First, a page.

Review: Toy Story 2 and Toy Story 3

I finally got around to watching Toy Story 2 and Toy Story 3 last night. Yes, the second movie came out years ago, but I couldn’t remember if I had seen it since the plot seemed familiar, so I watched it anyway, then watched the third movie since both of them were playing.

Both of these movies were extremely well-done all around. The characters were three-dimensional in more ways than one, the plots were tightly knit and well-written, and both movies kept me glued to my tiny TV screen for three hours straight, even through all the tears. The plot elements tied together so well that I could expect a seemingly tiny plot element to come up against later, and not in the expected way.

But the little elements that made the movies enjoyable for adults delighted me more than anything else. The little lines that the kids wouldn’t get (“I doubt he’s getting that kind of mileage”), the YO on the Toyota truck, the settings that went to eleven, a certain spoiler for the second movie that refers to a popular movie empire… The list goes on. These are the things that go over the kids’ heads until they see the movies again years later. I’m sure things like this exist in the first movie. I also found myself wondering which characters would be the name of a future Debian release. Yes, my flavor of Linux names all its major releases after Toy Story characters. The unstable branch is named Sid for the kid next door in the first movie.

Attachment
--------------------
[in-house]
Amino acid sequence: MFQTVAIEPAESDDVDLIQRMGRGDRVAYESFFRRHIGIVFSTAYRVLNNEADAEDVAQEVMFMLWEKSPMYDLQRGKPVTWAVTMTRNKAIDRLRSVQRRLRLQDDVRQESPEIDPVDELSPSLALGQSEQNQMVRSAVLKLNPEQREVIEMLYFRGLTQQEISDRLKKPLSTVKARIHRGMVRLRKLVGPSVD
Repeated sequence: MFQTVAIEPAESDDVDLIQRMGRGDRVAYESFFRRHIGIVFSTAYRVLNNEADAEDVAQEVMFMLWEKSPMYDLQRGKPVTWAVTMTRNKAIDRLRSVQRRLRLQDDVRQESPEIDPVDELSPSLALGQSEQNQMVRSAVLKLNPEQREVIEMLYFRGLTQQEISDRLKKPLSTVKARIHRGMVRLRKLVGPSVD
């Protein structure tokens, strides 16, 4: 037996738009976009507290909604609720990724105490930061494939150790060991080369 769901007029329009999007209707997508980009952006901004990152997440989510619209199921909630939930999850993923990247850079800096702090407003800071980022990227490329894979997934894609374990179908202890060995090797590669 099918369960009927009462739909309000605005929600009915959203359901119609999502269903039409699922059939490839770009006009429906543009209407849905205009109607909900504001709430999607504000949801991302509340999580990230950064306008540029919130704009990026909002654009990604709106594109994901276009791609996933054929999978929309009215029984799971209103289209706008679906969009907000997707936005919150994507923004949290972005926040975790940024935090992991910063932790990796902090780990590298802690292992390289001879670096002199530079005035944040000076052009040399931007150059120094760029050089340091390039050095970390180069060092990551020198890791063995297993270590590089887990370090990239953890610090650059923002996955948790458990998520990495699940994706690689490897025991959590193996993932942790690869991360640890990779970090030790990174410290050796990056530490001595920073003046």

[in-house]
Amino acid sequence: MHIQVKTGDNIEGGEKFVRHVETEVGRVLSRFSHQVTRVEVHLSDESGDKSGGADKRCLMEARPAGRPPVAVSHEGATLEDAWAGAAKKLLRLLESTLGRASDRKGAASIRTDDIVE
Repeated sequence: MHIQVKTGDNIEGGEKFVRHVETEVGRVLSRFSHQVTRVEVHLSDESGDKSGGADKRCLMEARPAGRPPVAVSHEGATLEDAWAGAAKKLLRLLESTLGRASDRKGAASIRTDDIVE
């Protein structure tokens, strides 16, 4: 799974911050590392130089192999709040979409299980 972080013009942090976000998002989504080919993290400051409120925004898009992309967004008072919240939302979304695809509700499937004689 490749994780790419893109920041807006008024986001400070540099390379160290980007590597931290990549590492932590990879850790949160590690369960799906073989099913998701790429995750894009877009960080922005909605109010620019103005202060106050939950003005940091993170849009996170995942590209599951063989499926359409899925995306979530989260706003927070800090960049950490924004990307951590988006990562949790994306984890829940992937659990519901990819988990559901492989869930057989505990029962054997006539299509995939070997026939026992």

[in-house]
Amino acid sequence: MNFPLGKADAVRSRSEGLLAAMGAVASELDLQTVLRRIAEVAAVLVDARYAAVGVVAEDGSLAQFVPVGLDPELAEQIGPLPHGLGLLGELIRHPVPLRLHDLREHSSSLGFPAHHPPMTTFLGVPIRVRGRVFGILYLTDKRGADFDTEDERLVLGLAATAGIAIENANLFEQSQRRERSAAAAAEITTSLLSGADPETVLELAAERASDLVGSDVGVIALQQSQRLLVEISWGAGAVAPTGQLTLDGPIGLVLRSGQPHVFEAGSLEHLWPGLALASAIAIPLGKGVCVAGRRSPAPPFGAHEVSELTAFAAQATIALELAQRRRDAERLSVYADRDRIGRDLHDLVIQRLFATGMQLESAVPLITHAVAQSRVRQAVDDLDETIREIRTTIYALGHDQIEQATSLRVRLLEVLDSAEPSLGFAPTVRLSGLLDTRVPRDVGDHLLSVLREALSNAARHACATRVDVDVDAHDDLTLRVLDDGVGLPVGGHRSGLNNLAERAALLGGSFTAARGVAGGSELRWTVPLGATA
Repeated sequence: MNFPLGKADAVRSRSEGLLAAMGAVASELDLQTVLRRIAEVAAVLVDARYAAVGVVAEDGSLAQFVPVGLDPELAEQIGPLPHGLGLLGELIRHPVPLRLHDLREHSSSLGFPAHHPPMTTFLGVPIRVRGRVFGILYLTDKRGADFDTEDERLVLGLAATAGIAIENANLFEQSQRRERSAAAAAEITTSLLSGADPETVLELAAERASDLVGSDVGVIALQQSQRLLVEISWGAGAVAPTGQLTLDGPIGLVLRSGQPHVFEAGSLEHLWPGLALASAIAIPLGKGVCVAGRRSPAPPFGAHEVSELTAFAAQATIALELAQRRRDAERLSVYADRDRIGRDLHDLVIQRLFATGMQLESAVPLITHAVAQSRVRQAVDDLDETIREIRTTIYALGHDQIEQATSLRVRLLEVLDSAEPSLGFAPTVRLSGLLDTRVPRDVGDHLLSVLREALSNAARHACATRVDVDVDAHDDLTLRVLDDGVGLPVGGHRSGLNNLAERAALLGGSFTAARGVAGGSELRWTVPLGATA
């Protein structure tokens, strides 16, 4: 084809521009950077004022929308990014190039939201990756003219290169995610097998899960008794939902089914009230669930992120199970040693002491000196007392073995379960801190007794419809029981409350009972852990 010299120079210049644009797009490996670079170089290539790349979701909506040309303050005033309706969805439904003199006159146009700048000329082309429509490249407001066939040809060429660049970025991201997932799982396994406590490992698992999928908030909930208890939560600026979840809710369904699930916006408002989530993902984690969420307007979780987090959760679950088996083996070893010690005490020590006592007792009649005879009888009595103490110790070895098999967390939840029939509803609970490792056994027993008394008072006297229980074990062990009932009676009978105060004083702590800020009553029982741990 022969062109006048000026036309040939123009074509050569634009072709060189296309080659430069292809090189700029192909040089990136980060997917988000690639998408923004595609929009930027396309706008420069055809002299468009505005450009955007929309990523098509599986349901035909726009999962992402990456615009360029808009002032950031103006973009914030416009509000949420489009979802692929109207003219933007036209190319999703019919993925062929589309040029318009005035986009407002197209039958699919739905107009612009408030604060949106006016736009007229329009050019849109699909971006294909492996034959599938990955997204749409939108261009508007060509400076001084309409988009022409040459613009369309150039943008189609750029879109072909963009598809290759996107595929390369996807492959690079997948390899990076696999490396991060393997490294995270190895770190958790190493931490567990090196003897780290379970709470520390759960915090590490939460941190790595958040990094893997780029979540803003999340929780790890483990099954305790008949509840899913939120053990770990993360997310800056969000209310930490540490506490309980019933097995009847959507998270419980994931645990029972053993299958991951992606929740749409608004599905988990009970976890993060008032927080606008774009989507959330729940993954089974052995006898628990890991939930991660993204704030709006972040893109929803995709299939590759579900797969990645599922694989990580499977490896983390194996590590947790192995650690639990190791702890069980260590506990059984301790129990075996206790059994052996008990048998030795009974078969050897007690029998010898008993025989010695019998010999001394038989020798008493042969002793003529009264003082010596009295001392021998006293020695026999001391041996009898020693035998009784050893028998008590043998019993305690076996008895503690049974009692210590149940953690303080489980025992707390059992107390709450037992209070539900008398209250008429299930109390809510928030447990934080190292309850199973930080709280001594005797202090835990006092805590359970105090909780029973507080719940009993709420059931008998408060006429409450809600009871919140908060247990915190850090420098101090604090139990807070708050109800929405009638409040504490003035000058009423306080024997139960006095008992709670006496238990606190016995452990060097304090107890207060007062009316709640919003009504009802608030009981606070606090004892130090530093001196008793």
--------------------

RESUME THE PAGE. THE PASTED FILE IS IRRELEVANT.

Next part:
The real experience came out of watching these movies as an adult. Toy Story came out in 1995, and I watched it that year or soon thereafter. I was a kid at the time, and back then the movie was one about toys that were alive. For months after that I found myself wondering what my toys were doing when I wasn’t around. This may have prompted me to alternate which stuffed animal I sleep with to make sure each one received equal loving. Now I see the movies and my childhood toys in a whole new way. The toys that haven’t been handed down to new owners are all over the place: in the attic, under my bed (for some of my dolls), in the spare bedroom, all untouched. Of course they’re not having their own adventures while I’m not looking, but what if they were? I like to think I was a good toy owner for the most part, even if my dolls won’t forgive me for having some artistic license with their clothes and hair, but what if I wasn’t? What if they’re discussing that in the back room right now? Maybe I should check on them now.

Verdict: Watch them. Watch them now.

One reply on “Review: Toy Story 2 and Toy Story 3”

After I watched Toy Story 3, I took out all my plushies and hugged them. I told them I still loved them, and some have not returned to their storage place yet. They’re on my bed and desk. With me.

I love the fact that through the three Toy Story movies, Andy is always about my age. I’ve connected to him more than with most Disney movie characters, despite the fact he’s not even aware of what goes on.

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